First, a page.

24
   

BEFORE WE HAD T.V.

 
 
edgarblythe
 
  1  
Reply Mon 16 Mar, 2009 04:25 am
It seems more likely they were on the boxes of Borax products.
0 Replies
 
edgarblythe
 
  1  
Reply Mon 16 Mar, 2009 04:36 am
Wheaties and Cheeros had trains on the back of their boxes. You would cut out the pieces and assemble a 3-D train engine. They looked pretty neat. Cheerios had comic books lots of times, such as series of Donald Duck comics, by Carl Barks, and series about the origin of The Lone Ranger. Some of the duck comics were in 3-D.
0 Replies
 
edgarblythe
 
  1  
Reply Tue 17 Mar, 2009 08:13 pm
Ticking off westerns, I totally forgot Rawhide and Wagon Train. Rawhide had some actors I really enjoyed, particularly, Sheb Wooley and Clint Eastwood. Ward Bond had been in probably hundreds of movie roles before portraying the wagon master on Wagon Train. I liked the show for a pretty good while, but finally tired of the soap opera aspect of it.
Reyn
 
  1  
Reply Wed 18 Mar, 2009 07:54 am
@edgarblythe,
edgarblythe wrote:

Ticking off westerns, I totally forgot Rawhide

It was on my list higher up. I can definitely remember watching it in the late 50s. Good watch.
0 Replies
 
edgarblythe
 
  1  
Reply Wed 18 Mar, 2009 11:48 am
I watched an episode of Rawhide on Japanese TV, while in Osaka. It was quite a kick to see Gil Favor hold up his hand and say, "Hayako" instead of "Head 'em up. Move 'em out." I think I miss-spelled Hayako, but don't know for sure.
Reyn
 
  1  
Reply Wed 18 Mar, 2009 11:51 am
@edgarblythe,
Laughing Laughing That would have been a good laugh, for sure!

I used to watch a lot of dubbed martial arts type movies, at one time. It was fun just to see the crumby dubbing results.
0 Replies
 
edgarblythe
 
  1  
Reply Thu 19 Mar, 2009 07:41 pm
We watched a lot of Ed Sullivan, but now and then switched over to Steve Allen.
There were musical shows that were good. I particularly liked
Ed Sullivan
Nat King Cole
Dean Martin
Tennessee Ernie Ford
Bobby Darin
edgarblythe
 
  1  
Reply Wed 1 Apr, 2009 09:23 pm
After 72 years, TV's `Guiding Light' switching off
April 1, 2009, 12:48 PM EST
NEW YORK (AP) -- The soap opera "Guiding Light" is switching off after a 72-year run that predates television.

CBS says the show will have its final episode in September. Like most daytime dramas, "Guiding Light" has suffered from declining ratings and CBS is looking for a lower-cost alternative to the hour of programming.

The Guinness Book of World Records has cited it as the longest-running television drama.

It began as a 15-minute serial on NBC Radio in January 1937 and debuted on CBS television in 1952, focusing on the Bauer family of Springfield.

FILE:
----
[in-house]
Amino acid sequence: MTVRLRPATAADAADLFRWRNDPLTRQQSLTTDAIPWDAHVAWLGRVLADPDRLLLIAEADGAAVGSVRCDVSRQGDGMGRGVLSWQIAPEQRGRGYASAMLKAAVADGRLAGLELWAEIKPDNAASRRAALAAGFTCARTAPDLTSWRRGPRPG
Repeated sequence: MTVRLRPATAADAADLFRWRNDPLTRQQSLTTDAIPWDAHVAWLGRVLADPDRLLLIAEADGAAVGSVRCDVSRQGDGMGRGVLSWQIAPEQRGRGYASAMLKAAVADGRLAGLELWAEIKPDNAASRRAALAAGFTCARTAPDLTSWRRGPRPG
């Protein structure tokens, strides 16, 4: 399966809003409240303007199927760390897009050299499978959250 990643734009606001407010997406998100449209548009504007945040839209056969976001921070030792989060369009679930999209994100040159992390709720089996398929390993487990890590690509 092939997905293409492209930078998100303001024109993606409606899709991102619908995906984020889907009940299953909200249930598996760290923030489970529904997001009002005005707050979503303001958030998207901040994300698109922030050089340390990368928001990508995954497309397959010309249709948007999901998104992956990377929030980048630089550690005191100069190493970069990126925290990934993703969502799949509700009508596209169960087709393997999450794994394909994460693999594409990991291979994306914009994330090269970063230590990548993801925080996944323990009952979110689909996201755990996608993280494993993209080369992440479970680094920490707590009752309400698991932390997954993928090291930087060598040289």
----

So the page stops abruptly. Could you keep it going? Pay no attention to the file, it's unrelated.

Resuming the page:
Reyn
 
  1  
Reply Thu 2 Apr, 2009 07:57 am
@edgarblythe,
I never watched soap ops, but an interesting factoid nevertheless, Edgar.
0 Replies
 
rosborne979
 
  1  
Reply Thu 2 Apr, 2009 08:48 am
@edgarblythe,
edgarblythe wrote:
After 72 years, TV's `Guiding Light' switching off
April 1, 2009, 12:48 PM EST

To me... it's the end of a very long non-event.

As a child, the only thing the Guiding Light ever meant to me was that it took up valuable air-time which could otherwise have been filled with cartoons. May all the daytime soaps rest in peace one of these days (sooner rather than later).
0 Replies
 
edgarblythe
 
  1  
Reply Thu 2 Apr, 2009 07:23 pm
I feel a bit of nostalgia, because I recall hearing snippets of soap operas each time, playing outside, I went past the kitchen window. Dear dead days beyond recall, as Joyce put it.
0 Replies
 
cicerone imposter
 
  1  
Reply Thu 2 Apr, 2009 08:45 pm
@edgarblythe,
Stone-face Ed Sullivan just knew how to pick his guests.
Nat King Cole has always been one of my favorites singers.
The Dean Martin Show was always good for a laugh or two.
Tennessee Ernie Ford settled here in Northern California before his passing.
Bobby Darin is a Canuck, isn't he? Mack the Knife.
edgarblythe
 
  1  
Reply Thu 2 Apr, 2009 09:44 pm
@cicerone imposter,
Bobby was born Robert Walden Cassotto. I don't recall where his near family was from.
cicerone imposter
 
  1  
Reply Fri 3 Apr, 2009 11:29 am
@edgarblythe,
Seems his birthplace was Bronx, NY.
0 Replies
 
rich8ames
 
  1  
Reply Wed 16 Sep, 2009 08:43 pm
TV is so over-rated! I love listening to NPR on Saturdays; some of the programs are so great. Garrison Keeler has a great program!
edgarblythe
 
  1  
Reply Wed 16 Sep, 2009 08:47 pm
@rich8ames,
rich8ames wrote:

TV is so over-rated! I love listening to NPR on Saturdays; some of the programs are so great. Garrison Keeler has a great program!


I listen to NPR while driving much of the time.
0 Replies
 
Reyn
 
  2  
Reply Wed 16 Sep, 2009 08:57 pm
@edgarblythe,
edgarblythe wrote:

We watched a lot of Ed Sullivan, but now and then switched over to Steve Allen.
There were musical shows that were good. I particularly liked
Ed Sullivan
Nat King Cole
Dean Martin
Tennessee Ernie Ford
Bobby Darin

How about The Jackie Gleason Show for comedy? I always figured he was pretty funny.

And, also The Red Skelton Show!

http://www.jackiegleason.net/images/Jackie-Gleason-Picture.jpg

http://www.nndb.com/people/659/000033560/red-skelton-3.jpg
edgarblythe
 
  1  
Reply Wed 16 Sep, 2009 08:59 pm
I liked those also, reyn.
0 Replies
 
cicerone imposter
 
  1  
Reply Wed 16 Sep, 2009 09:01 pm
@Reyn,
I enjoyed all of those plus Groucho (one of my favorites).
0 Replies
 
edgarblythe
 
  1  
Reply Wed 16 Sep, 2009 09:08 pm
I loved Groucho the way you love an old uncle.
0 Replies
 
 

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